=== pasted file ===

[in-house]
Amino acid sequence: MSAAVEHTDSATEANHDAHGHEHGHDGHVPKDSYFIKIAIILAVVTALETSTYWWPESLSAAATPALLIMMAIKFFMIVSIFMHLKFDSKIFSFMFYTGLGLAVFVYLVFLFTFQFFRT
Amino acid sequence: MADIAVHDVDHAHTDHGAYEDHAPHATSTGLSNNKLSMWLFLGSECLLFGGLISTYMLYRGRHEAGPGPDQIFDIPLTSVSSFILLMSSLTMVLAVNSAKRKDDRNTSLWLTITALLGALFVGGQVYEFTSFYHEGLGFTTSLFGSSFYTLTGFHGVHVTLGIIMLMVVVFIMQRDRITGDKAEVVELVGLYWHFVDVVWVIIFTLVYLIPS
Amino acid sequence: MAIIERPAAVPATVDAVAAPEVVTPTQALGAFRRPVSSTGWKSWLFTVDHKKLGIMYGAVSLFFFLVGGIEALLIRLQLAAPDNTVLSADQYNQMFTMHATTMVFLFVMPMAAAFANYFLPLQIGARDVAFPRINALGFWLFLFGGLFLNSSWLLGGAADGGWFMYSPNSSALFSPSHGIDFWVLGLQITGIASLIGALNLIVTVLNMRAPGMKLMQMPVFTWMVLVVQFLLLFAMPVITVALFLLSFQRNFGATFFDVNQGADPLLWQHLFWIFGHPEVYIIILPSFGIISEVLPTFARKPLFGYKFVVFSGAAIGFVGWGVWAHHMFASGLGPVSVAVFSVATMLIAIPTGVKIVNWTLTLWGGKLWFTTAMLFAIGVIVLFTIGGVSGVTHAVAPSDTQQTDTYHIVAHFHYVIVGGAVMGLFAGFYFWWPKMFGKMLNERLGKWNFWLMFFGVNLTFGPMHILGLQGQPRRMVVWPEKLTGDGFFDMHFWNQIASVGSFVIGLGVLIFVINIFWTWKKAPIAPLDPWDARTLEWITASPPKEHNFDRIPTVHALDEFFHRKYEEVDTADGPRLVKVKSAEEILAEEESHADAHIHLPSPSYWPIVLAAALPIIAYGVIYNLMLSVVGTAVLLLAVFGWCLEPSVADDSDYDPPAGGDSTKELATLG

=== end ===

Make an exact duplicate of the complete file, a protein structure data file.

[in-house]
Amino acid sequence: MSAAVEHTDSATEANHDAHGHEHGHDGHVPKDSYFIKIAIILAVVTALETSTYWWPESLSAAATPALLIMMAIKFFMIVSIFMHLKFDSKIFSFMFYTGLGLAVFVYLVFLFTFQFFRT
Amino acid sequence: MADIAVHDVDHAHTDHGAYEDHAPHATSTGLSNNKLSMWLFLGSECLLFGGLISTYMLYRGRHEAGPGPDQIFDIPLTSVSSFILLMSSLTMVLAVNSAKRKDDRNTSLWLTITALLGALFVGGQVYEFTSFYHEGLGFTTSLFGSSFYTLTGFHGVHVTLGIIMLMVVVFIMQRDRITGDKAEVVELVGLYWHFVDVVWVIIFTLVYLIPS
Amino acid sequence: MAIIERPAAVPATVDAVAAPEVVTPTQALGAFRRPVSSTGWKSWLFTVDHKKLGIMYGAVSLFFFLVGGIEALLIRLQLAAPDNTVLSADQYNQMFTMHATTMVFLFVMPMAAAFANYFLPLQIGARDVAFPRINALGFWLFLFGGLFLNSSWLLGGAADGGWFMYSPNSSALFSPSHGIDFWVLGLQITGIASLIGALNLIVTVLNMRAPGMKLMQMPVFTWMVLVVQFLLLFAMPVITVALFLLSFQRNFGATFFDVNQGADPLLWQHLFWIFGHPEVYIIILPSFGIISEVLPTFARKPLFGYKFVVFSGAAIGFVGWGVWAHHMFASGLGPVSVAVFSVATMLIAIPTGVKIVNWTLTLWGGKLWFTTAMLFAIGVIVLFTIGGVSGVTHAVAPSDTQQTDTYHIVAHFHYVIVGGAVMGLFAGFYFWWPKMFGKMLNERLGKWNFWLMFFGVNLTFGPMHILGLQGQPRRMVVWPEKLTGDGFFDMHFWNQIASVGSFVIGLGVLIFVINIFWTWKKAPIAPLDPWDARTLEWITASPPKEHNFDRIPTVHALDEFFHRKYEEVDTADGPRLVKVKSAEEILAEEESHADAHIHLPSPSYWPIVLAAALPIIAYGVIYNLMLSVVGTAVLLLAVFGWCLEPSVADDSDYDPPAGGDSTKELATLG